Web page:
Back in 2002, Australian journalist Virginia Haussegger famously wrote in The Age that her generation had been fooled by the women that came before them that “female fulfilment came with a leather briefcase”, and had missed out on marriage and children in the process.
Just eight years later, the world feels like a very different place. Educated women may still be holding off on marriage and babies until our late 20s or beyond (if at all), but no young woman could possibly claim she hadn’t been told. To the contrary: the message is drummed into our heads relentlessly.
It’s there in articles warning us that fertility declines after 25. That the power dynamic between the sexes flips at 30. That we’re in the midst of a ‘man drought’, and that we should have one for mum, one for dad and one for the country. And if you’re anything like me, you probably find it incredibly annoying.
I’ll be speaking with Haussegger for a feature I’m writing on the subject later this week, and based on our preliminary email discussions, she’s noticed the same shift in the media/political narrative. On the other hand, so many of the women who responded to a call out I put online a couple of weeks ago emailed me enthusiastically about their “Sex & The City lifestyles” and how much they were enjoying the freedoms they had.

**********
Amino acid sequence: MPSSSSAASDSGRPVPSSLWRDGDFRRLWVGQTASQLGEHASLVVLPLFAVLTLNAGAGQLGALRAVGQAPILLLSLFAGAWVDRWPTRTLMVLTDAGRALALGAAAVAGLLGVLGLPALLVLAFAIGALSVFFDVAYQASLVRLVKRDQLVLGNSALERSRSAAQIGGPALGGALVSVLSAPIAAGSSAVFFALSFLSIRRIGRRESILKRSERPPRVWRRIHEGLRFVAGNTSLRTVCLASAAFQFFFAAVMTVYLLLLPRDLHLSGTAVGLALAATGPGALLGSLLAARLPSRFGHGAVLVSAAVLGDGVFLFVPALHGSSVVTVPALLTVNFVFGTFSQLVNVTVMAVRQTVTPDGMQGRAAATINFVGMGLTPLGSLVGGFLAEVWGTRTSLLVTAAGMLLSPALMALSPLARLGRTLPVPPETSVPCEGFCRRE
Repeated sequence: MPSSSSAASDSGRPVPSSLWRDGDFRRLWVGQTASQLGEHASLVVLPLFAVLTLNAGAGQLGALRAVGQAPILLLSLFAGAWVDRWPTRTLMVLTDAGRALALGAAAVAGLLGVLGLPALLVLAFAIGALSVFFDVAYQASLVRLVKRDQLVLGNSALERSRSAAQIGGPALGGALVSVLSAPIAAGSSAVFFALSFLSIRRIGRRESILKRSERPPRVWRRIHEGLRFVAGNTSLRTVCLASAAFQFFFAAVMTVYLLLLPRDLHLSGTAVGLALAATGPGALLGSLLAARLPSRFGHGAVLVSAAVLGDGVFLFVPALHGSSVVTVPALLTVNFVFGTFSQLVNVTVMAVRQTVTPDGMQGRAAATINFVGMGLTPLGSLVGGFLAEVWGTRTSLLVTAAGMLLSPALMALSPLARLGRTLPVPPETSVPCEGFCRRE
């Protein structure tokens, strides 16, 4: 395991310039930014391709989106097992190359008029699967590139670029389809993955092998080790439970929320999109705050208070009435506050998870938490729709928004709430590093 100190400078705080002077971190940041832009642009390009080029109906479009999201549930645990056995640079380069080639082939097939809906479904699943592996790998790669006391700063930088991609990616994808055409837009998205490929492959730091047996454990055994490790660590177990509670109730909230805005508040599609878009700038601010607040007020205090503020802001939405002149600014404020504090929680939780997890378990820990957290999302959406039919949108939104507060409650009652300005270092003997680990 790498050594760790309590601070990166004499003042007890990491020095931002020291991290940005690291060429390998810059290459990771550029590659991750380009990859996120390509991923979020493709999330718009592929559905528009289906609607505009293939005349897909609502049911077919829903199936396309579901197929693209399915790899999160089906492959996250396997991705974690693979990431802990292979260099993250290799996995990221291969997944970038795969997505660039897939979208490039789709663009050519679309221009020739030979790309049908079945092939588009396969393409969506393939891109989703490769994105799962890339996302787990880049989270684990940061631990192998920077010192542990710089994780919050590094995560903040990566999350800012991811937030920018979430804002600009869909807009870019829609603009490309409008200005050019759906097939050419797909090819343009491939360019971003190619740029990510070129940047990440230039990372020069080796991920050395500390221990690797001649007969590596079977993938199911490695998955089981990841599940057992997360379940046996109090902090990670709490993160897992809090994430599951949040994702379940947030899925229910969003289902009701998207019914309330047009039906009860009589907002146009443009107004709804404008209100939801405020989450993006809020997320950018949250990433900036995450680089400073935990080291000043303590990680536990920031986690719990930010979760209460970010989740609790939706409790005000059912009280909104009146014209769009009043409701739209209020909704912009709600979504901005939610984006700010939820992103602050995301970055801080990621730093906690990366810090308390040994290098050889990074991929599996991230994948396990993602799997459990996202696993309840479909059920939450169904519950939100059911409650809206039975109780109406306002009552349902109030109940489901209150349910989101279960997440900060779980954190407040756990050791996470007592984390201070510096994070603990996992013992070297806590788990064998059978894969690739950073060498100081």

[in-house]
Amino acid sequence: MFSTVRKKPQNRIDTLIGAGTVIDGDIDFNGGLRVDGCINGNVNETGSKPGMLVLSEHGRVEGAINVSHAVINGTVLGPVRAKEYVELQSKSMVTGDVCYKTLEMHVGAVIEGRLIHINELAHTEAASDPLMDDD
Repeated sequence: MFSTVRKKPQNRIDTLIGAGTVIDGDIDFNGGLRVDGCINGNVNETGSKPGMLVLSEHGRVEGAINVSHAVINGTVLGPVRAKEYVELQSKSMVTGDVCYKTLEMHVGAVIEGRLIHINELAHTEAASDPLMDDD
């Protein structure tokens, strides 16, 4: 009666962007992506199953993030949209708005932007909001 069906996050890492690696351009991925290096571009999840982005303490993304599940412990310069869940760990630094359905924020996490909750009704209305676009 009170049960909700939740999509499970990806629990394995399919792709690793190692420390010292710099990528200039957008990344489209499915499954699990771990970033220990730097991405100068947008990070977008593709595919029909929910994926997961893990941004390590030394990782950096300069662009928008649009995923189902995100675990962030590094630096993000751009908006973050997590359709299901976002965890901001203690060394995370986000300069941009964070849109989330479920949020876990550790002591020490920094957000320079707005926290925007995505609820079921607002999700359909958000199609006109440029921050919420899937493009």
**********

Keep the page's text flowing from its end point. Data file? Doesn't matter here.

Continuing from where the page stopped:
So, what’s going on here? I know I’m not imagining the negative coverage; the message that I’d better get out there and land myself a man before I get OLD and NOBODY WANTS ME (sexism and ageism double fail). But at the same time, the glamourisation of the young, single life – freedom, partying, ‘Single Ladies’, etc etc – is definitely a factor too.
It strikes me that perhaps this apparent contradiction isn’t so contradictory: that it’s “hot” and desirable to be single when you’re young, but you’d better couple up before you get to the point where it’s not so “hot” anymore… and your “hotness” could run out at any moment, you know!
Or perhaps women are pretty adept at ignoring these messages and just do whatever they want to do anyway?
I’d love to hear about other people’s experiences of this stuff – both for the feature and for personal interest. Please share in the comments or email me at firstname.lastname@example.org.
Image credit: Felipe Beiza
Elsewhere: The sins of our feminist mothers (The Age)